But the unfortunate part for the Bruins is that it had to come to this.

“Unfortunately, every game is big for us now,” Gregory Campbell said after the Bruins survived in a 3-2 shootout win over the Flyers. “We’ve gotten ourselves into a situation where we’re battling for position with Ottawa now, and a couple of other different teams. We want that home-ice advantage. With 11 games left, we’re unfortunately in a situation where every game is important. And I think you can look at that as a positive because we have to be at our best now, and going into the playoffs, that’s something that’s going to benefit our team.

“Tonight was big for us but one game at a time is our motto right now.”

There was a lot of talk afterward about maintaining the intensity the Bruins showed Saturday for the remaining 11 regular season games so that they have the right chemistry and momentum. The question is: Do the Bruins have enough steam to fulfill that mission and have enough left for another playoff grind?

“There’s a lot of leadership in this room,” Campbell said. “Everybody knows how to win. This team has been in some corners before and we’ve gotten out of them. It hasn’t been easy all year. And we gained a lot of experience and confidence from last year in the things we went through. We’re just going to have to do it the hard way again, take it one game at a time and one period at a time.”

Bruins end losing streak with shootout win over Flyers

Saturday, March 17th, 2012


The Bruins blew a two-goal lead Saturday but finally saw their losing streak end thanks to a 3-2 shootout victory over the Flyers.

Tim Thomas stopped Danny Briere and the B’s got shootout goals from David Krejci, Tyler Seguin and Patrice Bergeron to secure the victory, their first in five games.

With the win, the Bruins improved to 85 points on the season, which puts them one point ahead of the Senators for the Northeast Division lead.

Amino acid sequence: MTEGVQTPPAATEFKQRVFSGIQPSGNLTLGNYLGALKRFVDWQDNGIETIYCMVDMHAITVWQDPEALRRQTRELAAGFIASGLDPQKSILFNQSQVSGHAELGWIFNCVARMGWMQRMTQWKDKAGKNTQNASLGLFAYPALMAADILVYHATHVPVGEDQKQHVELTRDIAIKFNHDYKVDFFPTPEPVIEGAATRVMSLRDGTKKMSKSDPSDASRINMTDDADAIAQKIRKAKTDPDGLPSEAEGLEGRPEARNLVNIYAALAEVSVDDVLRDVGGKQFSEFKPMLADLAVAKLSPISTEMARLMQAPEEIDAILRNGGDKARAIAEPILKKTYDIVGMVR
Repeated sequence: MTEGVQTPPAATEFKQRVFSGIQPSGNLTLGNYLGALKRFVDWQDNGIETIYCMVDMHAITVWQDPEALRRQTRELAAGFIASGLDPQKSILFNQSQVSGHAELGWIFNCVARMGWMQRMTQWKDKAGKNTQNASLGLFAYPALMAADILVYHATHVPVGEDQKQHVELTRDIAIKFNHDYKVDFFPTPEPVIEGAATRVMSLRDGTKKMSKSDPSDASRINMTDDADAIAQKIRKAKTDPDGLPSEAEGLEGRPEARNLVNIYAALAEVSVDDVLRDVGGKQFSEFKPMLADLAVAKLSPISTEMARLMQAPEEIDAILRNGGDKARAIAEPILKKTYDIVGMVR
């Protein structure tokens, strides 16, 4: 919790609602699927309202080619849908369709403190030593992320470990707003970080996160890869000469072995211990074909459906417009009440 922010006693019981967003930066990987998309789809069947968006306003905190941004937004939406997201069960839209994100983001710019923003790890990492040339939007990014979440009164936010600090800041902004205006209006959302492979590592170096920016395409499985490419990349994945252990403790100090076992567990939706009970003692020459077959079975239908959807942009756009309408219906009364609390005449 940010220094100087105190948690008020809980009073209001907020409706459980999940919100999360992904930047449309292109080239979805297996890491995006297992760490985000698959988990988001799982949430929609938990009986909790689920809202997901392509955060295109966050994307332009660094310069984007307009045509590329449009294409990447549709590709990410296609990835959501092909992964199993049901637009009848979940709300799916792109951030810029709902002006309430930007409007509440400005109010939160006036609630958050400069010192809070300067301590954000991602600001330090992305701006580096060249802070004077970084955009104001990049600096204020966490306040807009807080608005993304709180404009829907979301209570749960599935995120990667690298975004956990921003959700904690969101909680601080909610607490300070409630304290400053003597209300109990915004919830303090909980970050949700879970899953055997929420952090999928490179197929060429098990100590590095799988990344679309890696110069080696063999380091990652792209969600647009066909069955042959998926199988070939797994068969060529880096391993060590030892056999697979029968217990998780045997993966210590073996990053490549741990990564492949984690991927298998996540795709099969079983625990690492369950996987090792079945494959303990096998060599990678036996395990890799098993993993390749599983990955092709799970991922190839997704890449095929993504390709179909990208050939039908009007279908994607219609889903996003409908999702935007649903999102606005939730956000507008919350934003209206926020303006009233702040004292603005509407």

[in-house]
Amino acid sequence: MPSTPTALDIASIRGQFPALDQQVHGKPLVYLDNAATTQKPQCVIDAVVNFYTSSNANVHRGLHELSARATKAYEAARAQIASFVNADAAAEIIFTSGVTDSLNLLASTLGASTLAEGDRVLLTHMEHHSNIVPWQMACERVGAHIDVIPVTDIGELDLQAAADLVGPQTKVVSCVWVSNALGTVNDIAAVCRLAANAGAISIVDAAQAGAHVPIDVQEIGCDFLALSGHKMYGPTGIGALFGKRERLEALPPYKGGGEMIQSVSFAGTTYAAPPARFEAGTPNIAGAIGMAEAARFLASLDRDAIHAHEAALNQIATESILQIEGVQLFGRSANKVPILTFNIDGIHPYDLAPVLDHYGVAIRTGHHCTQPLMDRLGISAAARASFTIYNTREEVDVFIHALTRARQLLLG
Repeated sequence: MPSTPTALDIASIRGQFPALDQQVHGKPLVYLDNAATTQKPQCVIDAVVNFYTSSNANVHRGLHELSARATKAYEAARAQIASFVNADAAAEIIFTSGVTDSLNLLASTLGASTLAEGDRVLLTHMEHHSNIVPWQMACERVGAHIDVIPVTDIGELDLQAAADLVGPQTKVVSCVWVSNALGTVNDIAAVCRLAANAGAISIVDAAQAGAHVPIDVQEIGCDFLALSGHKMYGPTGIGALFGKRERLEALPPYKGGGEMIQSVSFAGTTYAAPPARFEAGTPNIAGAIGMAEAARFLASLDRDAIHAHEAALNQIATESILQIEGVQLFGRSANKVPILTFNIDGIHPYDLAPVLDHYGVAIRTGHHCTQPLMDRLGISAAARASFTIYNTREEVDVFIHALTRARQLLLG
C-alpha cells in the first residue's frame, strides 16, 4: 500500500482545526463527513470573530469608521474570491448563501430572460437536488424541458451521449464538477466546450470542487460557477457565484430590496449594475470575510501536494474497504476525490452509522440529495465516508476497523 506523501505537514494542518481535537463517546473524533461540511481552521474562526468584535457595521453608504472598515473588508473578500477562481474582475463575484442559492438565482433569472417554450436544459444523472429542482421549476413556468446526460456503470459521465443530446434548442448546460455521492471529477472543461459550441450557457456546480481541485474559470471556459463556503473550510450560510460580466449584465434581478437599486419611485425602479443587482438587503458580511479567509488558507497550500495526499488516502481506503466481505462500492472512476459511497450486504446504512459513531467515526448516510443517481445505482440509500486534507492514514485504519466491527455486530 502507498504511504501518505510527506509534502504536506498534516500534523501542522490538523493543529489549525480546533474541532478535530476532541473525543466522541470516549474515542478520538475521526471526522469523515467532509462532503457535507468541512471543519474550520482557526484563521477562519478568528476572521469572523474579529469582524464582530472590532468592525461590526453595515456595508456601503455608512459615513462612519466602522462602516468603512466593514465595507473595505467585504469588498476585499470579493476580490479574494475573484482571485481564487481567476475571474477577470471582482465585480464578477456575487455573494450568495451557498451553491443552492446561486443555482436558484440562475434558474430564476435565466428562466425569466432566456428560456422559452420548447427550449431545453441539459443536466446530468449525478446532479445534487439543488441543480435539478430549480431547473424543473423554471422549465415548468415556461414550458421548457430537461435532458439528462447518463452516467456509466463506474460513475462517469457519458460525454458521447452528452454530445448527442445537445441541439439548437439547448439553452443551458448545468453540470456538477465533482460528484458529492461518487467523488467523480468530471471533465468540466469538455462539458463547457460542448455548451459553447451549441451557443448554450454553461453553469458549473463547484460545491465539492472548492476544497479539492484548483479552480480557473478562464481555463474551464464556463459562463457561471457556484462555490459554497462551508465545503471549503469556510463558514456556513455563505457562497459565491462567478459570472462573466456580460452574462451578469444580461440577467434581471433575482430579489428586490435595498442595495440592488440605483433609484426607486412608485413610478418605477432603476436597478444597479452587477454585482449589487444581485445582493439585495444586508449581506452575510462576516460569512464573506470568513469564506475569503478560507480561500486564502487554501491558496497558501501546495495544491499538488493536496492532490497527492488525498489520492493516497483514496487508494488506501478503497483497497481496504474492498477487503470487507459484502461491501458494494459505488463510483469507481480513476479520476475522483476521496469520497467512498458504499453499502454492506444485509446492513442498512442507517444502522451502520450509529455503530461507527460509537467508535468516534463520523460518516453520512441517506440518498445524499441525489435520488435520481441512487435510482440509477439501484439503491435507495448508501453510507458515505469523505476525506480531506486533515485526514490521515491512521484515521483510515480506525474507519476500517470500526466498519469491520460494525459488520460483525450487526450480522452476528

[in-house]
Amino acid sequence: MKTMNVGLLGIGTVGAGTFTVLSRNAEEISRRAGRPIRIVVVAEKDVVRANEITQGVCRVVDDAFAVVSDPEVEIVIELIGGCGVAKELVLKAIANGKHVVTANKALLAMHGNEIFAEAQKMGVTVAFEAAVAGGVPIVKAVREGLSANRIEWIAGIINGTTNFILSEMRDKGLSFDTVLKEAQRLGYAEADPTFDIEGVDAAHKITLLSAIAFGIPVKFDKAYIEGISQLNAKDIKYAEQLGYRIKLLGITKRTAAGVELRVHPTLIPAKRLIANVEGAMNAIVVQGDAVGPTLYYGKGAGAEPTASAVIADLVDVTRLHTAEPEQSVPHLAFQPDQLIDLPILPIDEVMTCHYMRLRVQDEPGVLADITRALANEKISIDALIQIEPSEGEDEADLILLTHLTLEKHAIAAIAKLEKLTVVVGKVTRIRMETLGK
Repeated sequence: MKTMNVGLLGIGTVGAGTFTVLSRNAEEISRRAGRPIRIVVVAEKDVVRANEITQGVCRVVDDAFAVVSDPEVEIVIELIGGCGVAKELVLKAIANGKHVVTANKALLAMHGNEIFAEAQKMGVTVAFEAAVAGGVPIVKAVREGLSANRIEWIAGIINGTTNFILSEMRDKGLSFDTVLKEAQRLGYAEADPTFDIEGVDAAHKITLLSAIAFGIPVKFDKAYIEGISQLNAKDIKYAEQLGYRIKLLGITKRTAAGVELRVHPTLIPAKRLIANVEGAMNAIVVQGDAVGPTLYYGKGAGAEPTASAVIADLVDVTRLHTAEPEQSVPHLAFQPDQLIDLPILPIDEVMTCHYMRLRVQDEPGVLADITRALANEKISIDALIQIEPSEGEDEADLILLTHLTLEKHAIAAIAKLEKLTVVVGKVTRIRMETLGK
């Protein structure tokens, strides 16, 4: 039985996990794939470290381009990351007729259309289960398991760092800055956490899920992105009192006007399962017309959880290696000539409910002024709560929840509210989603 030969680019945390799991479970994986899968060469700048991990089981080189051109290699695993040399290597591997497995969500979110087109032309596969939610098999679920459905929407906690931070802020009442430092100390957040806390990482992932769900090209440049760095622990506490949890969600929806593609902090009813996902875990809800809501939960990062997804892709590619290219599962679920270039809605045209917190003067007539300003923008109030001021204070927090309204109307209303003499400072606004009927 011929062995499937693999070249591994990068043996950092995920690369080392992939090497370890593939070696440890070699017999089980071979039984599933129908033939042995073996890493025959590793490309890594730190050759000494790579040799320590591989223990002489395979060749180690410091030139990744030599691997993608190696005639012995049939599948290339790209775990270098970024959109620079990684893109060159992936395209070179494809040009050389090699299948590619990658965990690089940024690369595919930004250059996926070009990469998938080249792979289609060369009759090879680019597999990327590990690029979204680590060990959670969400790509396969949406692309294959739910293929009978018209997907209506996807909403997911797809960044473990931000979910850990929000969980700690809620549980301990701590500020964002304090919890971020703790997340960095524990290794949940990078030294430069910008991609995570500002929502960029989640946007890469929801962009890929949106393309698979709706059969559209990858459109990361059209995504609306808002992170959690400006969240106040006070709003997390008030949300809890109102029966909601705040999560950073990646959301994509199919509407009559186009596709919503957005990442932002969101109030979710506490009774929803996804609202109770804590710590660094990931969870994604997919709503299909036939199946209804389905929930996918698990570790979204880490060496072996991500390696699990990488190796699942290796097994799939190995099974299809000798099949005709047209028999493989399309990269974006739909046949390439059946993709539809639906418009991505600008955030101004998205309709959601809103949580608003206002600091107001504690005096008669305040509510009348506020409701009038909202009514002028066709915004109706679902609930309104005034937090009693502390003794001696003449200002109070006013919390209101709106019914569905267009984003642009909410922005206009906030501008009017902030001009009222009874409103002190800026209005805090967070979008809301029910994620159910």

After spotting teams two-goal leads in their previous four games, the B’s jumped out to a 2-0 lead in the first period thanks to goals from Chris Kelly and Tyler Seguin. The Flyers got a power play goal from Matt Read in the second period before Jakub Voracek tied the game with less than five minutes remaining in regulation.

Joe Corvo was a healthy scratch for the Bruins, marking the first time this season he was not in the team’s lineup. Chris Kelly, Patrice Bergeron and Dennis Seidenberg are the only Bruins who have played in each game this season.

WHAT WENT RIGHT FOR THE BRUINS

- The Bruins’ had been having a terrible time in the first period, spotting teams the first two goals in their previous four games, but they turned that trend around by jumping out to a 2-0 lead in the first period. The Bruins didn’t even allow a shot on goal until 9:35 into the game, so the improvement in the game’s first 20 minutes was apparent.

- The Bruins have been able to break out of slumps in the past by playing a more physical game, and the B’s certainly brought that Saturday. Gregory Campbell fought Zac Rinaldo in a wild first-period bout, while Johnny Boychuk dropped Maxime Talbot in a matter of seconds in a short-lived second-period fight.

- For the first time since joining the Bruins, Greg Zanon had a positive rating (plus-2). He was in front for Read’s goal, but Zanon was also on the ice for both of the Bruins’ first-period goals. The former Wild defenseman will take encouraging signs where he can get them, and after being a minus-5 over his last five games and being a healthy scratch Thursday, Saturday would have to be considered an encouraging sign.

- The B’s needed a better showing out of Thomas, and they got one Saturday. The reigning Vezina-winner ended his streak of three straight starts with three or more goals allowed and came up especially big by sticking his right leg out to stop a first-period Jaromir Jagr breakaway. Thomas came up with huge saves in the final minute of regulation, as the B’s were actually fortunate to get to overtime with how hard the Flyers were attacking.

- A rare big defensive play from Seguin came with just over six minutes remaining. The Flyers were on a 2-on-2, with both Jagr and Seguin trailing behind. A Philadelphia player tried to drop the puck off for Jagr, but Seguin dove to break up the play. The second-year player obviously isn’t known for his work in his own zone, but he came up big to protect the lead Saturday.

WHAT WENT WRONG FOR THE BRUINS

- Shawn Thornton was furious as he skated to the penalty box after being called for goaltender interference with 8:56 remaining in the game. Thornton was driving to the net with the puck and was tried to slow up after Erik Gustafsson pushed him in towards Ilya Bryzgalov. The call itself was bad enough, but the timing was terrible for a team trying to hold onto a one-goal lead in a game they badly needed to win. The B’s killed off the penalty, but a bad call with under 10 minutes left isn’t what they were looking for.

Bruins-Flyers Live Blog: B’s make Joe Corvo a healthy scratch

Saturday, March 17th, 2012